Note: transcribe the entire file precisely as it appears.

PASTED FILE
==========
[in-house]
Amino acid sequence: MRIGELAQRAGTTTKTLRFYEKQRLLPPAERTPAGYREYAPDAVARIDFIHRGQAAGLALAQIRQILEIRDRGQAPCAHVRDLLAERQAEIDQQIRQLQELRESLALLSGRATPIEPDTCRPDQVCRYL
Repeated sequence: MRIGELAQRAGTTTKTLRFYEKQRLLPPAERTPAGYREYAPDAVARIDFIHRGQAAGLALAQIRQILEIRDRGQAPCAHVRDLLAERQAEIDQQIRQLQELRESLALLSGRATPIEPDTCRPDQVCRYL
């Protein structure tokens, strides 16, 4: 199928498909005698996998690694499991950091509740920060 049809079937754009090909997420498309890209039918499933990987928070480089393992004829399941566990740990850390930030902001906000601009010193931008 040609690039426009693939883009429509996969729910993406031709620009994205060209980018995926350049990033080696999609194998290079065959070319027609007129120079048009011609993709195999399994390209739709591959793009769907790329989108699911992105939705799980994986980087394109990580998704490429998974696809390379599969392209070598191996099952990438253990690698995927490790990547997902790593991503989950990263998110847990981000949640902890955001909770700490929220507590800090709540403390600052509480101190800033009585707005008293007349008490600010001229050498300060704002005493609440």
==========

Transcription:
[in-house]
Amino acid sequence: MRIGELAQRAGTTTKTLRFYEKQRLLPPAERTPAGYREYAPDAVARIDFIHRGQAAGLALAQIRQILEIRDRGQAPCAHVRDLLAERQAEIDQQIRQLQELRESLALLSGRATPIEPDTCRPDQVCRYL
Repeated sequence: MRIGELAQRAGTTTKTLRFYEKQRLLPPAERTPAGYREYAPDAVARIDFIHRGQAAGLALAQIRQILEIRDRGQAPCAHVRDLLAERQAEIDQQIRQLQELRESLALLSGRATPIEPDTCRPDQVCRYL
């Protein structure tokens, strides 16, 4: 199928498909005698996998690694499991950091509740920060 049809079937754009090909997420498309890209039918499933990987928070480089393992004829399941566990740990850390930030902001906000601009010193931008 040609690039426009693939883009429509996969729910993406031709620009994205060209980018995926350049990033080696999609194998290079065959070319027609007129120079048009011609993709195999399994390209739709591959793009769907790329989108699911992105939705799980994986980087394109990580998704490429998974696809390379599969392209070598191996099952990438253990690698995927490790990547997902790593991503989950990263998110847990981000949640902890955001909770700490929220507590800090709540403390600052509480101190800033009585707005008293007349008490600010001229050498300060704002005493609440």